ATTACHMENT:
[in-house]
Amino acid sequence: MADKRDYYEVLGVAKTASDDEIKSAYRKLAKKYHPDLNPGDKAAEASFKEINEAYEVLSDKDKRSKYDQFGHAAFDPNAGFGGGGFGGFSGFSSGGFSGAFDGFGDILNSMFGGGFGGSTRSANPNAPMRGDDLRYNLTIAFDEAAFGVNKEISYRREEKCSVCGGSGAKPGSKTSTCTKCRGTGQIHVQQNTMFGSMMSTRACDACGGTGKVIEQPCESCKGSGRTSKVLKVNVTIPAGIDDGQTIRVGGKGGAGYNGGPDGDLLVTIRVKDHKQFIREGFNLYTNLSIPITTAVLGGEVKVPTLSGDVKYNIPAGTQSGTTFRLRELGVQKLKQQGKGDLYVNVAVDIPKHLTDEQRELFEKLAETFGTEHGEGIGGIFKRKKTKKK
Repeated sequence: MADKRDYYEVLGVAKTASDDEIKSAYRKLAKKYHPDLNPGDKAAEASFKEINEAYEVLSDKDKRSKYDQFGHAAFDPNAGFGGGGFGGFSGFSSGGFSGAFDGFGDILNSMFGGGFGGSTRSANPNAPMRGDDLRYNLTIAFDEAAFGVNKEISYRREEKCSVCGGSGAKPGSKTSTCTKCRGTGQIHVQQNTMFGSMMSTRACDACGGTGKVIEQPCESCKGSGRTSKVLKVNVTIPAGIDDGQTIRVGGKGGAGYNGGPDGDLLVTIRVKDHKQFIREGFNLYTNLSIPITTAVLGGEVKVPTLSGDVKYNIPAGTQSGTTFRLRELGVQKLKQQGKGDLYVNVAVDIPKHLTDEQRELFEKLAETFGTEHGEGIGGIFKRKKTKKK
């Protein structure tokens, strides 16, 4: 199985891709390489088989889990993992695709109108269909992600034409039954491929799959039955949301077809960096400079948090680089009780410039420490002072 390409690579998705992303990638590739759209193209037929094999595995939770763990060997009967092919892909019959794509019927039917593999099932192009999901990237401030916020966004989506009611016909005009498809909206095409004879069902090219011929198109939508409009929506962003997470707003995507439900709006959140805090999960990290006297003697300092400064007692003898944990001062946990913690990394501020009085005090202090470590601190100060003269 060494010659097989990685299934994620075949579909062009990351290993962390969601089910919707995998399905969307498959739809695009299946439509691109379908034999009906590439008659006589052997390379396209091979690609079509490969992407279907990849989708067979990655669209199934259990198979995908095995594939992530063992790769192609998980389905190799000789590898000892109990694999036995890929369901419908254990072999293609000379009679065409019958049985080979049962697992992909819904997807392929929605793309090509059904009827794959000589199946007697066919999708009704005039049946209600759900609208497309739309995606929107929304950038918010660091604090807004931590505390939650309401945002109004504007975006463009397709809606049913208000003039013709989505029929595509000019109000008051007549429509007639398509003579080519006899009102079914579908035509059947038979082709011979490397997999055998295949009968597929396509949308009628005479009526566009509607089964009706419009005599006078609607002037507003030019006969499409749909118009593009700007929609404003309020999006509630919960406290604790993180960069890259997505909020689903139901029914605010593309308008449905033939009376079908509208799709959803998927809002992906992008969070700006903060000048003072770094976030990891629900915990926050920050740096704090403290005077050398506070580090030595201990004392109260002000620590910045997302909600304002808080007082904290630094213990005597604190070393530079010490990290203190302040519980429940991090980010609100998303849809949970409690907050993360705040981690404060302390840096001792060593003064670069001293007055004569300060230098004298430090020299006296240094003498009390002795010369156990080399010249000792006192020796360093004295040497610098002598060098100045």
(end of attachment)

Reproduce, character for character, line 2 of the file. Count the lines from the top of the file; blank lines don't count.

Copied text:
Amino acid sequence: MADKRDYYEVLGVAKTASDDEIKSAYRKLAKKYHPDLNPGDKAAEASFKEINEAYEVLSDKDKRSKYDQFGHAAFDPNAGFGGGGFGGFSGFSSGGFSGAFDGFGDILNSMFGGGFGGSTRSANPNAPMRGDDLRYNLTIAFDEAAFGVNKEISYRREEKCSVCGGSGAKPGSKTSTCTKCRGTGQIHVQQNTMFGSMMSTRACDACGGTGKVIEQPCESCKGSGRTSKVLKVNVTIPAGIDDGQTIRVGGKGGAGYNGGPDGDLLVTIRVKDHKQFIREGFNLYTNLSIPITTAVLGGEVKVPTLSGDVKYNIPAGTQSGTTFRLRELGVQKLKQQGKGDLYVNVAVDIPKHLTDEQRELFEKLAETFGTEHGEGIGGIFKRKKTKKK